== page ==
By Daniel Friedman
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The Islanders are 4-1-1 and in the midst of a four-game winning streak.
They’ve scored 18 goals in that span and have beaten some real solid teams (Predators, Sharks and Jets). They lit up superstar goalie Pekka Rinne like a Christmas tree. They put the final nail in Todd Richards’ coffin before he was ousted as Columbus’s bench boss and replaced by John Tortorella.
Both Nashville and Winnipeg were previously unbeaten before coming into Brooklyn. San Jose is atop the Pacific Division right now and was defeated pretty soundly.
I’ve spent a lot of time criticizing Jack Capuano, but I must say, there are things he deserves some credit for here in the early going.
The team has had to make a transition to a new arena and a new environment. Players have had to embrace new routines and get used to the rink at Barclays Center. He’s held this group together, to his credit.
In fact, he’s kept the Islanders together through all of the arena-related distractions and controversy over the years, both at Nassau County and in Brooklyn.
That’s not something to disregard; it’s a bigger deal than people think. Sure, these players are professionals, but they’re also humans. They’re not robots. Nobody likes playing in front of sparse crowds and people worry about certain things when moving somewhere new.
The Islanders have gotten better on faceoffs, which means they’ve been working on it (and they needed to). Currently, they rank third in the NHL in faceoff win-percentage (53.4 percent). Last season, they finished 18th, and were 26th the season before that.
The forward lines look good, and I’ve always said I like Capuano’s offensive systems because I think they suit this team perfectly — making good use of the abundance of speed and playmaking forwards on the roster.
He’s asked for more secondary scoring and his players have responded. Brock Nelson has five points, Nikolay Kulemin has four. Frans Nielsen, Josh Bailey and Mikhail Grabovski have pitched in. As a result, the Islanders have averaged 3.50 goals per game (fourth-best in the NHL).
I like that he was even-keeled after the win against Nashville.
“We didn’t play extremely well,” he said. “At the end of the day, our goalie made some big saves when he had to.”
This was a welcome change from the norm, considering he’s been known to say something to the effect of “I think we played pretty well” after 6-2 losses in the past.
Now, this is not to suggest that Capuano is suddenly the right coach for the Islanders. I haven’t changed my stance and still do believe he should’ve been replaced. I also think he needs to prove that he’s turned the corner for much longer than six games.
That said, I respect some of the things he’s done here and have to give credit where it’s due.
Still, there are questions surrounding Capuano. Can he step up and adjust in big moments, especially in the playoffs? The lines are good now, but will he tinker with them too much, as he’s shown tendency to do?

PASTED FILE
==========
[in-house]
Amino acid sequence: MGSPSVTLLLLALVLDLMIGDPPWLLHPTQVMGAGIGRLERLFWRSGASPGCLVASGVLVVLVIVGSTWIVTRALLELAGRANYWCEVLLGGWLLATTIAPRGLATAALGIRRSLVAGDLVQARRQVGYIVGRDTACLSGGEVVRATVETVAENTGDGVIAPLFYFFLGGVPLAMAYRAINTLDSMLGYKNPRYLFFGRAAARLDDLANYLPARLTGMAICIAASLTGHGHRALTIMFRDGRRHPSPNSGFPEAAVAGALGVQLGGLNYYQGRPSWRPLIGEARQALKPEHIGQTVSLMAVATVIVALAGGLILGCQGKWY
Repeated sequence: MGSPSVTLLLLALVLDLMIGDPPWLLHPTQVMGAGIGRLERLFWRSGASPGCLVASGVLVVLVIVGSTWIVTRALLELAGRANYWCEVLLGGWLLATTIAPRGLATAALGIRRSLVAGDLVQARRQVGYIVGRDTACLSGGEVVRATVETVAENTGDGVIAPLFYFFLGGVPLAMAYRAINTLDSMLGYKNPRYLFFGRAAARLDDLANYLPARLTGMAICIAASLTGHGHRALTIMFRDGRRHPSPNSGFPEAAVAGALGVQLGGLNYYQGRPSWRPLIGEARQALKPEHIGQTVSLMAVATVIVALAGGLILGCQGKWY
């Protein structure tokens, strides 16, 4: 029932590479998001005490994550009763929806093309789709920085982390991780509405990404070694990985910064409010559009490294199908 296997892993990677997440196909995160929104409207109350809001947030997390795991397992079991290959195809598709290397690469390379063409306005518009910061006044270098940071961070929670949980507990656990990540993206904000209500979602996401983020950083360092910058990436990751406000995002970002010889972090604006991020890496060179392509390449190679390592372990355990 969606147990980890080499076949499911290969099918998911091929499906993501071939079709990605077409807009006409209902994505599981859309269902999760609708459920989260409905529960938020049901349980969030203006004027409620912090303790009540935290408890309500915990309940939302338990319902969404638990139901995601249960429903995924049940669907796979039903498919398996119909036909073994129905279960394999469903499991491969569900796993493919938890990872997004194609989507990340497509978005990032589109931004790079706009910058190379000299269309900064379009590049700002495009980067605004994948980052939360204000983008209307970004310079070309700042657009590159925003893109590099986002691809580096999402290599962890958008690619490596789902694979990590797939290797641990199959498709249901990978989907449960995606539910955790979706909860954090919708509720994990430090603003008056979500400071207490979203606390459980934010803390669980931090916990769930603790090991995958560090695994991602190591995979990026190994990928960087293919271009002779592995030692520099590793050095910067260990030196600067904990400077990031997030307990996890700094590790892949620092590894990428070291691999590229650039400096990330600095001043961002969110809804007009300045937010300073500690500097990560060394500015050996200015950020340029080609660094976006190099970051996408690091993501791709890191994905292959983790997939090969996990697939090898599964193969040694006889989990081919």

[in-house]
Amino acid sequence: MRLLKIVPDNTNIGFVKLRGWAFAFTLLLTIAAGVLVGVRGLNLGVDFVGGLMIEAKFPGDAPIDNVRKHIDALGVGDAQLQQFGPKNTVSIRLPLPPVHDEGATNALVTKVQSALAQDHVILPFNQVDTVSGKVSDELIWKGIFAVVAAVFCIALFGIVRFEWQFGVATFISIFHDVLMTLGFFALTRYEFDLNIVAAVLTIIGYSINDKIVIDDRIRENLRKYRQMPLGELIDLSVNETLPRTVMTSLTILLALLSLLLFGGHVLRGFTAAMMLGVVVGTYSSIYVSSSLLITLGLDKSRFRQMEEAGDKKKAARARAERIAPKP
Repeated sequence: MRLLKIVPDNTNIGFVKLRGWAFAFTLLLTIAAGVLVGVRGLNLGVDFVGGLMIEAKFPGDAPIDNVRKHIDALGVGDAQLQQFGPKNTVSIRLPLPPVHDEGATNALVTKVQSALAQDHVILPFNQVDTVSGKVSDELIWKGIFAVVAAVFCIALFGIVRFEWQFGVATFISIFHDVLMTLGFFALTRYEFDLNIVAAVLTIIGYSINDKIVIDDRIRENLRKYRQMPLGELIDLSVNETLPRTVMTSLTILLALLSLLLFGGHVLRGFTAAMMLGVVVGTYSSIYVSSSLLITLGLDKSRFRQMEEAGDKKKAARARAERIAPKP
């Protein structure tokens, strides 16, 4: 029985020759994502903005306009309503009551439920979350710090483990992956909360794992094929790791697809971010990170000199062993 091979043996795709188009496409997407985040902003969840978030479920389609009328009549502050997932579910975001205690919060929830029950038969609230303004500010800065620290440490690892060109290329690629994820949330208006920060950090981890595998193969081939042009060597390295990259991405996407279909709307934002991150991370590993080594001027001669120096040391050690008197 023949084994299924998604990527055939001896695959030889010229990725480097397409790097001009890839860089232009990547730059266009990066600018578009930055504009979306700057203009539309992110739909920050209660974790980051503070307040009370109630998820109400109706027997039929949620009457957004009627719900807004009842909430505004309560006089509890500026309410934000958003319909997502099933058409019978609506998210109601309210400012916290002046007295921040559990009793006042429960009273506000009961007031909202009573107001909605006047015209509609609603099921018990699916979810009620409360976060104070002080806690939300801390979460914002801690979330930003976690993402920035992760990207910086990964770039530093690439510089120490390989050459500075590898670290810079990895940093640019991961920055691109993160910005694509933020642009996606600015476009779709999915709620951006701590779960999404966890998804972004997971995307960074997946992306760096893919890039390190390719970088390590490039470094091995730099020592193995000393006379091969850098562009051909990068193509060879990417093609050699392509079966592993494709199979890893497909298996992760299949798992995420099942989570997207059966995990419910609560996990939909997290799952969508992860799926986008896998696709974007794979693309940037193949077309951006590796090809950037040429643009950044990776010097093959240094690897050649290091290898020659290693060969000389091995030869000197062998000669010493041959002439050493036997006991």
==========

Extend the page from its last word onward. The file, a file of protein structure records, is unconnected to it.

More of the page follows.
I still don’t love his in-game management and response to situations, though his comments about the coach’s challenge seem to echo what I’ve heard throughout the league — it was the video coach that made the decision, it was the last five minutes of the game so we might as well do it, etc. Like other coaches, he’s still trying to figure this new thing out, too. It’ll take time.
Hopefully he’s better at it than he is at calling timeouts when he should, because that’s been an issue in the past. We’ll see if that’s still the case going forward.
I also think he’s fiercely loyal to his players, which is generally a good thing, but can sometimes backfire.
I can’t criticize him for going with Brian Strait while Thomas Hickey was out of the lineup. I understand why he didn’t want to start Ryan Pulock on his opposite side, though maybe I would’ve tried to get him in the lineup once or twice.
I also wouldn’t have kept Pulock up here just to be a placeholder, but maybe they see value in having him practice with the team since they plan on having him up here at some point this season.
It wasn’t the end of the world, but you tend to look at it a certain way since we’ve seen Capuano make mistakes with other young players in the past.
The communication could’ve been better. I wish he would’ve just come out and said something to the affect of “we have Pulock up here because we just want him to get some exposure to our practices and get used to practicing with these players, and then we’re gonna send him back down as soon as Hickey is ready to go,” though he had no obligation to do so.
If someone on Pulock’s side gets injured and they bring him up but still scratch him, that’s when you’ll know there’s an issue with Capuano here. But for now, I’ll give him a pass.
For a seventh defenseman, Strait played the way you’d expect any seventh defenseman to play. Considering his role, he played the part — he was okay and made some mistakes. He’s a healthy scratch by trade; he’s not supposed to be good.
There’s plenty of hockey left and I still have my doubts about Capuano, but he’s here and he’s done some good things in the early going. This is likely his last chance to prove he can get the Islanders across the finish line, so that’ll have to continue.
Let’s see what he’s got.
Follow Daniel Friedman on Twitter at @DFriedmanOnNYI